Let’s say you can’t find a case study about what content marketing has done for ROI in a company similar to yours. You can still get a good estimate of the potential of content marketing with numbers from surveys conducted with a wide range of companies.

Marketing Sherpa and HubSpot have done extensive surveys, both of which report average rates of conversions in key metrics. These content marketing metrics range from simple form completion (top-of-the-funnel leads) to multiple-item forms to qualify prospects to actual sales.

The Marketing Sherpa survey also breaks down the expected conversion rates along with industry types. Those numbers can give you a reasonable expectation of what percentage of your blog visitors will convert.

Since conversions are the “rest stops” along a prospect’s journey toward becoming a customer, they’re valuable indicators of how content marketing can drive sales. Combine those percentages with your estimated traffic for the period you want to measure, and you’ll have a good idea of what revenue you could expect.

Estimate Your Costs

Planning your expenses should come early in the process. If you don’t have the resources in-house to create your content, you’ll need to outsource to a content marketing agency.

Research various options thoroughly. Don’t only look at the cost of outsourcing or hiring in-house. Look at the results each agency has achieved, as well as what industries they specialize in.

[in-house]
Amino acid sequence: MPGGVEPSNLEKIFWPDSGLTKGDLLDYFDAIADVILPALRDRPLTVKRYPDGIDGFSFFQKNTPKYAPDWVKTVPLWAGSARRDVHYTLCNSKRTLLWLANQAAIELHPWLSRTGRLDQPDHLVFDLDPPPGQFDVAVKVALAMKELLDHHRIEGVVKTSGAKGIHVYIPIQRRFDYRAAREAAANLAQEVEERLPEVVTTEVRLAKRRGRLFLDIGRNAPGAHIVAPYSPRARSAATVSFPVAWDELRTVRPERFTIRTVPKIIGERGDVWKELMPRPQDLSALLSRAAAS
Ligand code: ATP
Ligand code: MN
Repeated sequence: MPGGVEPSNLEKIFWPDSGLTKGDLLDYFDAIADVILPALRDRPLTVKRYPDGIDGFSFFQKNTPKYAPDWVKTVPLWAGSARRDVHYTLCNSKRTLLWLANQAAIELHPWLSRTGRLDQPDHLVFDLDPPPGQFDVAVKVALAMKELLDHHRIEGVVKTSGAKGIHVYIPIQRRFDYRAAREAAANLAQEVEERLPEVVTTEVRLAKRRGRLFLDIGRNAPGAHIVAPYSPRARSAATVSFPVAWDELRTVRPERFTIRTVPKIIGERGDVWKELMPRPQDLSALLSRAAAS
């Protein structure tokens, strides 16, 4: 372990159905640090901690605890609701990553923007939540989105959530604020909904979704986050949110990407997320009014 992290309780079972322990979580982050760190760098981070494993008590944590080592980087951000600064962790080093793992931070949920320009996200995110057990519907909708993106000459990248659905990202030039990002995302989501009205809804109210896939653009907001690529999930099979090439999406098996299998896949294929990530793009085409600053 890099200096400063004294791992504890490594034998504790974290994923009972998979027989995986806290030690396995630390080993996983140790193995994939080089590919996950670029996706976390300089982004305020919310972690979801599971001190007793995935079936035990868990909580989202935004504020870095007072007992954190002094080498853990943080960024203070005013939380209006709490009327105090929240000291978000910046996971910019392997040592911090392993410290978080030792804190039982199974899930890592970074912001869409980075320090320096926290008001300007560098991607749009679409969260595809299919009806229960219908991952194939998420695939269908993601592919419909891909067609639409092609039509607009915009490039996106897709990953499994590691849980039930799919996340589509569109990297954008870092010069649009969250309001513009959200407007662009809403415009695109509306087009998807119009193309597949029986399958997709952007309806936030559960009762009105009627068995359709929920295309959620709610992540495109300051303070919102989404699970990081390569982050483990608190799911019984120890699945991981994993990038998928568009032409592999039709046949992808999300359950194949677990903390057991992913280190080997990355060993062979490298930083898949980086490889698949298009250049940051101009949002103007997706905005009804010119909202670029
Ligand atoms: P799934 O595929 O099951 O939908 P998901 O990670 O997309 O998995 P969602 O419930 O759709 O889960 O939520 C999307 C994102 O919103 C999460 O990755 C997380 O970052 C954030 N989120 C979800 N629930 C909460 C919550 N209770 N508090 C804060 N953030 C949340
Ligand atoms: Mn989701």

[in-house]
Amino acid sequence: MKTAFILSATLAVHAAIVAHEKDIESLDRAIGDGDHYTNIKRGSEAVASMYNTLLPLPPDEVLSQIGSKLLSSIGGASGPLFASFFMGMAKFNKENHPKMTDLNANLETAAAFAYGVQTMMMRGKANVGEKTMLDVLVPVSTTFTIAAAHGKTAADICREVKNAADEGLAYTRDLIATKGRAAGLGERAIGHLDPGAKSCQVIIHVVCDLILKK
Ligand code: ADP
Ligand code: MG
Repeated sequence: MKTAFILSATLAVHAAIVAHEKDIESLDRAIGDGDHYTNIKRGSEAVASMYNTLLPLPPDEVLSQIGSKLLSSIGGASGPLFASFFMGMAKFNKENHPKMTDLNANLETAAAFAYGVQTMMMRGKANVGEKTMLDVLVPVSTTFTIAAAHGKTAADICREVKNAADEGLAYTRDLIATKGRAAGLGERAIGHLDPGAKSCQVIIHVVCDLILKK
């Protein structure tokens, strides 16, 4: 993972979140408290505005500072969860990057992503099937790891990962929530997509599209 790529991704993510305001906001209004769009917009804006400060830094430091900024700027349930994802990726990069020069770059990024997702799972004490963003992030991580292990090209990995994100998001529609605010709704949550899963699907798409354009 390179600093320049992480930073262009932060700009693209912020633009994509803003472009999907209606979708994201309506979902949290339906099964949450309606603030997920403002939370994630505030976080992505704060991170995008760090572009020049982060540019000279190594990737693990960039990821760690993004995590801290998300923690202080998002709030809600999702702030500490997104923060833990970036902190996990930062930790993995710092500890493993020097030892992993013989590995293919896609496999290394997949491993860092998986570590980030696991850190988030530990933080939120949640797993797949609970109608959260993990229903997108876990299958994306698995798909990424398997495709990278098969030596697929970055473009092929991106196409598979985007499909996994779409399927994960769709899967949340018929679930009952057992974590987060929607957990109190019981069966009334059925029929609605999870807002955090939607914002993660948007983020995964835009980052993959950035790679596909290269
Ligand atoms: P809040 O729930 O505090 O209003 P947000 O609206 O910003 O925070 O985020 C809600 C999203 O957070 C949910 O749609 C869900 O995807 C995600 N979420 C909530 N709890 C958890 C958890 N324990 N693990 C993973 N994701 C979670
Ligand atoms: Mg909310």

If you’re a startup, your marketing budget might be strapped for cash. Consider using quality freelance writers, designers, and videographers until you’re doing enough business to cover an agency’s costs.

If you plan to distribute your content through email subscriptions as well as on your company’s blog (and we recommend you do), you’ll need to include your email provider’s costs as well.

We also recommend that you use a comprehensive content marketing platform if your budget allows. Here, we use DivvyHQ.

We’ve found that having one place to plan, collaborate, create, publish, and distribute your content allows you to accomplish a lot more in less time. Be sure to count the cost of this or any other technology you’ll need to accomplish your goals.

Combine all your likely expenses and balance those against your expected results. This number gives you a reasonable estimate of your expected ROI. With that number in hand, you can stride into the C-suite confidently, knowing that you’ve given the numbers team what they need to say yes.

How to Calculate Your Existing Content Program’s ROI

While we’d certainly champion the cause of content that builds awareness, new views aren’t the metric you need to lead with when presenting to your boardroom. Start with what grows your company’s revenue. Once they’re on board with what you need, you can sell them on the nuances of building your audience with thought leadership.

Start with Your Current Numbers

Since conversions are the major driver for harvesting qualified leads, they need to take center stage in your calculations, as should sales. Also, include all the factors that impact conversions, such as your content’s traffic, clickthrough and bounce rates, social and email shares, and its ranking in search results.